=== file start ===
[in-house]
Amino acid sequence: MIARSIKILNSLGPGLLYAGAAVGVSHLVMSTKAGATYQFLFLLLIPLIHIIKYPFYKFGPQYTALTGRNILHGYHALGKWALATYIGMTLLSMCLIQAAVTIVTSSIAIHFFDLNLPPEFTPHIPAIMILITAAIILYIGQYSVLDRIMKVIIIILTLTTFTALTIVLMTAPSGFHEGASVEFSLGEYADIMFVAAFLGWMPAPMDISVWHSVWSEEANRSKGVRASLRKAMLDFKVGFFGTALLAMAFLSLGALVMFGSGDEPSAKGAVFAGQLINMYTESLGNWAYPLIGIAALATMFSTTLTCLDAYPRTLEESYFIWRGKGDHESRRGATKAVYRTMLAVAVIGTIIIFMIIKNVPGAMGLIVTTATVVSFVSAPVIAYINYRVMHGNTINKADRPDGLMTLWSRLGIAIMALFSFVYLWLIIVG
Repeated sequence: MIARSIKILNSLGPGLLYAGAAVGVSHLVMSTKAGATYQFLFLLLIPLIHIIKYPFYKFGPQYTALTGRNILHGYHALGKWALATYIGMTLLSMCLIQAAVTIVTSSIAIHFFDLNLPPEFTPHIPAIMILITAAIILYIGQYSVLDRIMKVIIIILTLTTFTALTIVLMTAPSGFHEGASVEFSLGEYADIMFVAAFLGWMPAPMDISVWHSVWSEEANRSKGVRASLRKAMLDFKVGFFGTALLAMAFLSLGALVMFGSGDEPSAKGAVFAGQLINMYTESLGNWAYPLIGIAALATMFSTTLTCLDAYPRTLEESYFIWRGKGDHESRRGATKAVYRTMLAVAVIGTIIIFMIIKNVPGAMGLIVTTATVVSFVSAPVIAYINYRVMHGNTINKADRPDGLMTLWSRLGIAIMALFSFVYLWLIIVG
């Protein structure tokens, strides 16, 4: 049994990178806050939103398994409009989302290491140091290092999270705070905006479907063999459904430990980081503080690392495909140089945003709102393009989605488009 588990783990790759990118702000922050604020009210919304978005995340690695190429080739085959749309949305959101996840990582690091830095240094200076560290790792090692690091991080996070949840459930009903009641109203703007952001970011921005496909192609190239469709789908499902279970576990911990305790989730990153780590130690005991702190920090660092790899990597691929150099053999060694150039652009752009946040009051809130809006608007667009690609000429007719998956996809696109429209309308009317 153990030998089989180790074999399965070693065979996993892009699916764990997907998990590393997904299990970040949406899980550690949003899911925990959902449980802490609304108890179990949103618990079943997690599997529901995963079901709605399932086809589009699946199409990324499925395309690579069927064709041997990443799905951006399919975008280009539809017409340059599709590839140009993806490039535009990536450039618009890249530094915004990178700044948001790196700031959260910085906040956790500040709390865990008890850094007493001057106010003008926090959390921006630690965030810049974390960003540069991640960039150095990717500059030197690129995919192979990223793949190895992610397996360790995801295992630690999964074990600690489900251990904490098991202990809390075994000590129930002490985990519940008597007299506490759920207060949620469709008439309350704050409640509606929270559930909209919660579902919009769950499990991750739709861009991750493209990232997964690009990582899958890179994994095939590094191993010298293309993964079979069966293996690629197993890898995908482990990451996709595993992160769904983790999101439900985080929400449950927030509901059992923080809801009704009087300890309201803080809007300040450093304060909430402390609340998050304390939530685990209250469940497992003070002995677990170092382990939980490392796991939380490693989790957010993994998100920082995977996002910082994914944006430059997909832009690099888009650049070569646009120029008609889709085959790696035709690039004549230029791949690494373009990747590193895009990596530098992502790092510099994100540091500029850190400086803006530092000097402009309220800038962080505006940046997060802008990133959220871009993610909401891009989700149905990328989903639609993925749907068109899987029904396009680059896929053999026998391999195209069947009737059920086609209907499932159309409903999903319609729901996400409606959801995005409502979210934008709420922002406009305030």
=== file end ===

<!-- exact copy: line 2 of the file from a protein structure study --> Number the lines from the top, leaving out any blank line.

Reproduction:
Amino acid sequence: MIARSIKILNSLGPGLLYAGAAVGVSHLVMSTKAGATYQFLFLLLIPLIHIIKYPFYKFGPQYTALTGRNILHGYHALGKWALATYIGMTLLSMCLIQAAVTIVTSSIAIHFFDLNLPPEFTPHIPAIMILITAAIILYIGQYSVLDRIMKVIIIILTLTTFTALTIVLMTAPSGFHEGASVEFSLGEYADIMFVAAFLGWMPAPMDISVWHSVWSEEANRSKGVRASLRKAMLDFKVGFFGTALLAMAFLSLGALVMFGSGDEPSAKGAVFAGQLINMYTESLGNWAYPLIGIAALATMFSTTLTCLDAYPRTLEESYFIWRGKGDHESRRGATKAVYRTMLAVAVIGTIIIFMIIKNVPGAMGLIVTTATVVSFVSAPVIAYINYRVMHGNTINKADRPDGLMTLWSRLGIAIMALFSFVYLWLIIVG